Edgar Bronfman, 84, Headed Seagram When It Was Regal
Edgar M. Bronfman, who led Joseph E. Seagram & Sons — a Canadian distillery founded by his father during Prohibition — when it was the dominate marketer in the U.S. liquor business, died at home in Manhattan Saturday of natural causes at 84, the Samuel Bronfman Foundation, the family charity, announced.
Bronfman also became a groundbreaking advocate for Jewish causes as the head of the World Jewish Congress from 1981 to 2007, and he dispersed many millions of dollars annually in philanthropic causes as president of the foundation named for his father — an endeavor he remained active in until his death.
Bronfman joined the family business — which was named for a distillery bought by his father and an uncle in the Roaring 20s — after graduating from McGill University in 1951. “The next year, he found a production flaw that affected 25,000 cases of VO whiskey; he closed the plant for days to track down the source of a taste that wasn't quite right,” Steve Chawkins reports in the Los Angeles Times.
He took over the Seagram’s operations in the U.S. in 1953 and became Seagram's president in 1957, when he was 28, having convinced his father that he should operate in New York City, Jonathan Kandell reports in the New York Times, because an overwhelming share of the company’s business was south of the border.
“Soon he was working at the Seagram building, a landmark skyscraper his family built on New York's Park Avenue,” writes Chawkins. He also “surrounded himself with fine art and for years led a life chronicled in gossip columns.”
But he always kept an eye on the bottom line.
“At its zenith, in 1956, Seagram products accounted for one of every three distilled-alcohol drinks in the United States. Then its market share began to slide,” Kandell writes. “To compensate for the losses, Mr. Bronfman squeezed more profits from less production, using modern cost-cutting methods and focusing on more expensive brands of whiskey.”
Bronfman also had a taste for strong advertising.
“In the early 1960s Edgar worked closely with Mr. Sam [as his father was known] to refine the branding and marketing of Seagram’s flagship premium aged and blended whisky, Chivas Regal, making it the premier whisky in its class,” according to his official obit. “The campaign, conceived and spearheaded by Edgar, was celebrated for its innovative use of advertising created by Madison Avenue legend Bill Bernbach, whom Edgar had recruited to the Chivas account.”
And he had a wandering eye.
“But as liquor profits began to falter, he broadened the company by acquiring Tropicana, taking Seagram into the oil business and eventually making it the largest minority shareholder in DuPont, the chemical giant,” Kandell writes. “Later, he allowed his son Edgar Jr., who had succeeded him as head of the company, to risk billions of dollars to transform Seagram once again, this time into a major player in Hollywood.”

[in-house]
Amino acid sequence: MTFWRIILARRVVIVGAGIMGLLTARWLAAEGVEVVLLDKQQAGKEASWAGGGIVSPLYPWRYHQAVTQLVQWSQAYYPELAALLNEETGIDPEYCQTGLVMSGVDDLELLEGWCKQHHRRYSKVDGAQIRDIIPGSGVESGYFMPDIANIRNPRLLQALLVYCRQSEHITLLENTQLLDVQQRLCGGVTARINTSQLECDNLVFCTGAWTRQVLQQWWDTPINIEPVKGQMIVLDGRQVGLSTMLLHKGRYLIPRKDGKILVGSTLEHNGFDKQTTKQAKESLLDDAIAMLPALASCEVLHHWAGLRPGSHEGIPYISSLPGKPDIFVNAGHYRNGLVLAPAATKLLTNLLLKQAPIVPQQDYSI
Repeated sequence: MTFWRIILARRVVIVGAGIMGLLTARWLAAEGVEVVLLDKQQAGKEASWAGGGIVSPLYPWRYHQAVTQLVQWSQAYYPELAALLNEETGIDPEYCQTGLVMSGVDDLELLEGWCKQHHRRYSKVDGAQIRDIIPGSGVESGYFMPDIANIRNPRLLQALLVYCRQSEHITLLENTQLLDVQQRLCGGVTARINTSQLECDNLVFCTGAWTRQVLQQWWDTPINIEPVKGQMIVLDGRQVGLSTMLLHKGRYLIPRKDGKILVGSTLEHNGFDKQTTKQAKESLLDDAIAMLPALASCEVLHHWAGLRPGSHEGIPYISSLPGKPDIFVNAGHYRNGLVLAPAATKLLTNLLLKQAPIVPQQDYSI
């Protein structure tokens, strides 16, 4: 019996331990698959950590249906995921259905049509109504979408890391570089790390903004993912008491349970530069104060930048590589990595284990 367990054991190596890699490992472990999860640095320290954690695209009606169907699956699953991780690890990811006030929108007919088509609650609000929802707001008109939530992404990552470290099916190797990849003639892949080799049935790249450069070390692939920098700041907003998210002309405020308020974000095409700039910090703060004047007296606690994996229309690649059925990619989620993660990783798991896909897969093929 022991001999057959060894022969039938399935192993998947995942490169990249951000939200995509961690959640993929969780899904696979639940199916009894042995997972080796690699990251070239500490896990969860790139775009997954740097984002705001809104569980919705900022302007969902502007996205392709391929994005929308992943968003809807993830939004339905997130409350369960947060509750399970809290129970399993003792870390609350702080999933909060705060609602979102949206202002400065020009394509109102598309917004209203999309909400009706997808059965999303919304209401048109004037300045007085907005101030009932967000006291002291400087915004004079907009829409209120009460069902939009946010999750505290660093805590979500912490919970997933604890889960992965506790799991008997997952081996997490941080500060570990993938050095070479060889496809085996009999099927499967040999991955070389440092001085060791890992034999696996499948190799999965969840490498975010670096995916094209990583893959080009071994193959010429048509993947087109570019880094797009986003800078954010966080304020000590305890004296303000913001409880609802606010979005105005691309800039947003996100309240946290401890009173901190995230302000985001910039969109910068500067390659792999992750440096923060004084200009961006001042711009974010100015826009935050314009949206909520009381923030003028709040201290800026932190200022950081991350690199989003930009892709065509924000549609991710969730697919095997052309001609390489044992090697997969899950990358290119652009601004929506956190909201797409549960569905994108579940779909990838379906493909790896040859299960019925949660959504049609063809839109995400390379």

He retired as chairman and CEO of the Seagram Company in 1994.
“Seagram’s storied liquor business was sold in 2001, in a joint acquisition by Diageo and Pernod Ricard,” reports Shaken News Daily. “Diageo gained key spirits brands including Captain Morgan, Crown Royal, Seagram’s 7 Crown and Bulleit, while Pernod Ricard won Chivas Regal, The Glenlivet, Martell Cognac and Seagram’s Gin, among others. Absolut’s U.S. marketing rights moved to a joint venture between Beam Inc. and Absolut’s then-owner, Swedish spirits monopoly V&S Vin & Sprit. (Absolut was acquired by Pernod Ricard in 2009.)”
Bronfman became a U.S. citizen in 1959 and in 1989 was awarded the Presidential Medal of Freedom by President Bill Clinton.
“In his active and full life, Edgar never tired of learning, exploring and doing, Samuel Bronfman Foundation executive director Dana Raucher said in a statement. “He was the first of his kind, a titan of industry that dedicated himself fully to advocating, advancing and encouraging the Jewish people. Edgar showed how vision and long-term thinking can impact the entire landscape of Jewish life.”
His pet project, according to his official obituary, is Bronfman Youth Fellowships, a network of more than 1,000 young Jews from Israel and North America founded in 1987 that “engages future leaders at a formative point in their lives — after their junior year in high school.”
“In a 1986 Associated Press profile, he said his position and money helped him have access to world leaders,” an obit in the Washington Post reports. Said Bronfman: “It’s a combination of the two. In the end, it doesn’t really matter why that access is available, as long as it is there.”
“Many Jews around the world are better off today because of Edgar’s determined, unrelenting fight for justice on their behalf,” said current World Jewish Congress president Ronald S. Lauder.
Bronfman’s third wife, Jan Aronson; his brother, Charles; his sister, Phyllis Lambert, and seven children from two previous marriages that ended in divorce survive him. In lieu of flowers or gifts, the family asks that donations be made in Bronfman’s memory to any of four charities with which he was involved.